Cannes Review: 'Fahrenheit 451'
Just five minutes into “Fahrenheit 451” it’s clear this isn’t Ray Bradbury’s world anymore. This world — somewhere in the near future after a “Second Civil War” — is as ruled by technology as it is by fire. TV screens show a running feed called “The 9” and approved books (“The Bible” and “To The Lighthouse” make the cut) are uploaded onto a server for preservation, while their physical counterparts are burned.
I don’t want to be a stickler about adaptations. I get that a book and a movie require different things. But for a story about the preservation of narratives and ideas it seems unintentionally ironic to create an adaptation this liberal and extra-textual.
A clever adaptation could probably get away with these liberties. But “Fahrenheit 451” is so poorly written even a close translation would betray the book. The script gives Michael B. Jordan (“Black Panther”) and Michael Shannon (“The Shape of Water”) — who lead as Montag and Beatty respectively — nothing to work with. So it’s hard to know where to place the blame for their clunky performances.
Every line of a dialogue is either exposition, the word “burn” or literary name-drops. The latter will feel familiar (despite lacking any David Foster Wallace) for anyone who has ever sat through an entry-level English class at the University. And the references they do make are so on the nose, in context it’s hard to tell if they’re from Dostoyevsky or a Quote of the Day calendar.
The one real, positive takeaway from the film is that I could watch two hours of Michael B. Jordan reading “Crime and Punishment” out loud. If that were all this movie was I would be writing a very different review. But, alas, here we are.
After the hundredth reminder that this is a story about books and fire and what happens when they meet, the plot begins to unravel in earnest. Clarisse (Sofia Boutella, "The Mummy," doing her best) has been recast as a love interest for Jordan’s Montag. She’s an informant for the Firemen, but also integral to the “eel” resistance. Her character arc might be the messiest in a truly messy plot. For a movie with only three characters, “Fahrenheit 451” makes very little effort to characterize them beyond the archetypes they represent: the good guy, the bad guy, the punk girl love interest. We know remarkably little about any of these characters — their motivations, desires, demons — at the end of the film. Just as we know remarkably little about the fate of their world.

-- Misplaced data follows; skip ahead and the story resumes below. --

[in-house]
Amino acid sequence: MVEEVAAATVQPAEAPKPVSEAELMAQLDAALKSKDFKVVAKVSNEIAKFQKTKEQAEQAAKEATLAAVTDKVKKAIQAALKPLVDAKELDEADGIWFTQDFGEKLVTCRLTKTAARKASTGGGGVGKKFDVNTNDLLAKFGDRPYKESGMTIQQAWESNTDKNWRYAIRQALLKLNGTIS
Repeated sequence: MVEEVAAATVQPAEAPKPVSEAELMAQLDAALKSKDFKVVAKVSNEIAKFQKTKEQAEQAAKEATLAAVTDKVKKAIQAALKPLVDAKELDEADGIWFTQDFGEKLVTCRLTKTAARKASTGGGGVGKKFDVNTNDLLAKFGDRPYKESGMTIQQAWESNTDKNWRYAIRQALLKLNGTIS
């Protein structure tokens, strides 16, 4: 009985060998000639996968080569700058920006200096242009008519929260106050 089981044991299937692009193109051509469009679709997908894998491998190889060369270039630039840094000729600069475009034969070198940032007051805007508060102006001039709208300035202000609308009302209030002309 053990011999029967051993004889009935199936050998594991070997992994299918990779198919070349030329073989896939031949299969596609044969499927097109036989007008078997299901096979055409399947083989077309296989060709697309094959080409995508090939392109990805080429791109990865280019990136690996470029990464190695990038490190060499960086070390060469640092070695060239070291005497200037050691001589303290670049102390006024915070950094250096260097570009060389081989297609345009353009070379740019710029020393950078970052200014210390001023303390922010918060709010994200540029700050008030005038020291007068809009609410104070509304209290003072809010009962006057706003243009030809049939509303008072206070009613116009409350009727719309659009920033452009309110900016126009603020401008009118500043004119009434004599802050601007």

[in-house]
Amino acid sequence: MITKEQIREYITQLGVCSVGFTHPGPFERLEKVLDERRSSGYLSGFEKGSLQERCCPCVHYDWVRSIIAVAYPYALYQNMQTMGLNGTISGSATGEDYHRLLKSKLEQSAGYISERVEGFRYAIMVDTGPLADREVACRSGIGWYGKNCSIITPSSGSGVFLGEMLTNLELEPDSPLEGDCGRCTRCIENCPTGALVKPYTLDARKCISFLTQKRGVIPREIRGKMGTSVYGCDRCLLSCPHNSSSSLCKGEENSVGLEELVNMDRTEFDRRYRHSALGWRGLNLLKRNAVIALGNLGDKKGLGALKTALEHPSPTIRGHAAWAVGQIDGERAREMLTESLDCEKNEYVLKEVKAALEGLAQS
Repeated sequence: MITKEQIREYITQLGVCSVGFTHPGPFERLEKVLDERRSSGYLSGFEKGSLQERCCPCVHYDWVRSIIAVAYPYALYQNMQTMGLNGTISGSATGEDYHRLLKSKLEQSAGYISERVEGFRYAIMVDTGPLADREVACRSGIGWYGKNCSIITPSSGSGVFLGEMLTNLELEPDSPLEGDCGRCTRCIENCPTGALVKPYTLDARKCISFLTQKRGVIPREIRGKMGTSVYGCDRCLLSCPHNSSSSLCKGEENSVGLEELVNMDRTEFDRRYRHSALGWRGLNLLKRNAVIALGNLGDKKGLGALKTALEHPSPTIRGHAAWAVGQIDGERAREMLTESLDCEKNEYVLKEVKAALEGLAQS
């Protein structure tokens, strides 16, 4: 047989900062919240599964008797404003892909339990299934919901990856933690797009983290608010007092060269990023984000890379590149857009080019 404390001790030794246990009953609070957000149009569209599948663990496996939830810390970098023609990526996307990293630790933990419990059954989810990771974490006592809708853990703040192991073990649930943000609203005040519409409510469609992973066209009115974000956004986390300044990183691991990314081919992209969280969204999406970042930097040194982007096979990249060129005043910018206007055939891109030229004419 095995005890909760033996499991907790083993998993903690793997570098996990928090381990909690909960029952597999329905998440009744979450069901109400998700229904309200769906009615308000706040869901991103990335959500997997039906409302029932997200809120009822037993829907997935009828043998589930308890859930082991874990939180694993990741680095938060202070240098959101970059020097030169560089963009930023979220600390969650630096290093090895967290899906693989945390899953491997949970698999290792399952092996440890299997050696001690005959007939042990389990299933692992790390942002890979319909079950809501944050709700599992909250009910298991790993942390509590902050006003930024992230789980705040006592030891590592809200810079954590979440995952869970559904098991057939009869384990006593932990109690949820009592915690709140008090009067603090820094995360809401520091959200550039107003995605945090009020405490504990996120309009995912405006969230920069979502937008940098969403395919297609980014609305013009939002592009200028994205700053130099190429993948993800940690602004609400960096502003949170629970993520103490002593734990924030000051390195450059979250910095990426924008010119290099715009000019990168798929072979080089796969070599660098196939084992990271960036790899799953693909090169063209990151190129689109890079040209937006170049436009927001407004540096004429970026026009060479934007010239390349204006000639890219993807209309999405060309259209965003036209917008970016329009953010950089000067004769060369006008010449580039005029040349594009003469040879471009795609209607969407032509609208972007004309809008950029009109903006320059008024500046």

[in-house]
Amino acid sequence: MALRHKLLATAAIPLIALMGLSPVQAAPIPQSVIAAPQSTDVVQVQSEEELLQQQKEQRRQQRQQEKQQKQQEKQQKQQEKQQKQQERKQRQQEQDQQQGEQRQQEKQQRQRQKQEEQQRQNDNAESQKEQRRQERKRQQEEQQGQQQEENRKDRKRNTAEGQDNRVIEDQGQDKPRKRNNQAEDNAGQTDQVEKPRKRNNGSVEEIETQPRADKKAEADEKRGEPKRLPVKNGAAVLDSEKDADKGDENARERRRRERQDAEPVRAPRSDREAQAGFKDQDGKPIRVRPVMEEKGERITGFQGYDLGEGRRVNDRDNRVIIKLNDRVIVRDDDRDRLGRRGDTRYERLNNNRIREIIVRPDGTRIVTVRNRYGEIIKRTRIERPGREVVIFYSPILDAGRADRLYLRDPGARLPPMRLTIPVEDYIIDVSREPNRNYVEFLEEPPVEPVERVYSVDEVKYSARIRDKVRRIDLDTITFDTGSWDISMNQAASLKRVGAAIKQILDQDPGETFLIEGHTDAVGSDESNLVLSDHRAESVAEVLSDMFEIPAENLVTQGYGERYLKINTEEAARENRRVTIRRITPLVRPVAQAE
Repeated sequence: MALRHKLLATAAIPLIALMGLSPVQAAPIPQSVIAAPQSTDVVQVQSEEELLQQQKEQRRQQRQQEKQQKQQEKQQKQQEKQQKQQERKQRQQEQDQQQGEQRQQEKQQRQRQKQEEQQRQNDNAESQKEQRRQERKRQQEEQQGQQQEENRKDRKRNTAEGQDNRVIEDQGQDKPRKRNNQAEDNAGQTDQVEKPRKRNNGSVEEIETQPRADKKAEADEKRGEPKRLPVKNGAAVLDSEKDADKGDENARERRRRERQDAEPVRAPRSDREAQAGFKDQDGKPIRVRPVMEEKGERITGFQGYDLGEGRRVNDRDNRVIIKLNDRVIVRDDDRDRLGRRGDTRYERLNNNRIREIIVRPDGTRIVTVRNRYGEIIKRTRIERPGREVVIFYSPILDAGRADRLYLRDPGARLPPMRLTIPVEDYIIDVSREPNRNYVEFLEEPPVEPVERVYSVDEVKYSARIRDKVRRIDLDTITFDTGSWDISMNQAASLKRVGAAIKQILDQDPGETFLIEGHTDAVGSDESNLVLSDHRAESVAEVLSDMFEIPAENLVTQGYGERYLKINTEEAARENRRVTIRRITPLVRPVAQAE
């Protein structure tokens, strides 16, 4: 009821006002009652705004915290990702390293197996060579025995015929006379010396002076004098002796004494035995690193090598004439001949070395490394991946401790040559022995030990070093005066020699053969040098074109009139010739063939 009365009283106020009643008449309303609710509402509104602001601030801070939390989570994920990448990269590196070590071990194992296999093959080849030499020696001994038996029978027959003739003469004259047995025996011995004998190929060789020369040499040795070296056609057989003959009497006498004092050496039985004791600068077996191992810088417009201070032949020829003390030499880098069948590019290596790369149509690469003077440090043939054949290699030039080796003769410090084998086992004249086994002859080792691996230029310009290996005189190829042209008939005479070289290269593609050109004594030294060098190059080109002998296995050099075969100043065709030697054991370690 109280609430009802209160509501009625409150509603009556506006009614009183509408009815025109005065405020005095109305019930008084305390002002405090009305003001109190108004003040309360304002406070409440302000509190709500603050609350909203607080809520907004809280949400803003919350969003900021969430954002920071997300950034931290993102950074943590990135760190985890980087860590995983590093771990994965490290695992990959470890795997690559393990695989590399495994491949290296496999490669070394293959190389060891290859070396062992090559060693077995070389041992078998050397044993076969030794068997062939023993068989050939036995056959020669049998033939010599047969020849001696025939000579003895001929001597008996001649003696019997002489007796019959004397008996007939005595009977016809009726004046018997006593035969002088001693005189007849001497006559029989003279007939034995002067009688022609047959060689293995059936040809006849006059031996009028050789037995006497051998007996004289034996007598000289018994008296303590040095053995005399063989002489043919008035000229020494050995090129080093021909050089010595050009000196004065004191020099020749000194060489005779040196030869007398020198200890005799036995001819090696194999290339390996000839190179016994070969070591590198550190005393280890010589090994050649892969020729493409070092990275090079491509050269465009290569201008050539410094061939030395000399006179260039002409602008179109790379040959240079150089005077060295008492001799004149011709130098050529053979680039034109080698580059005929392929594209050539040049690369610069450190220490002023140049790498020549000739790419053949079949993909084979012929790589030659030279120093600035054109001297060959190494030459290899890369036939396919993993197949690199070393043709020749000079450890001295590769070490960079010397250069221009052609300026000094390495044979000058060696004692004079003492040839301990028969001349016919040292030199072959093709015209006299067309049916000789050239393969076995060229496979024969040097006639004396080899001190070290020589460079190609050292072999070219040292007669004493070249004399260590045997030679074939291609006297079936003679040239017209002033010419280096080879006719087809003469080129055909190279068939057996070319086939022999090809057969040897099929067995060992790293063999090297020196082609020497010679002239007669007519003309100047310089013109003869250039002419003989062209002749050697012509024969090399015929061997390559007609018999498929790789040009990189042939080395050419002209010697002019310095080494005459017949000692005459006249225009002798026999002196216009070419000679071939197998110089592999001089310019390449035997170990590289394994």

There’s something akin to hope, in the form of sweeping shots of a landscape that was created by a CGI artist who has never seen Ohio, Michigan or Southern Canada. But that’s it. At this point in the film, we’ve come to expect this level of sloppiness. It’s a fittingly poor attempt at narrative ambiguity. But it’s still disappointing.
HBO films (like their cousins at Netflix) are infamously bad. But “Fahrenheit 451” is such a standout disappointment because it could have been good. With excellent source material and a powerhouse cast, the potential was there. If anything, “Fahrenheit 451” confirms that a movie starts on the page: A terrible script leaves the film with little potential for upward movement.
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Cannes Film Festival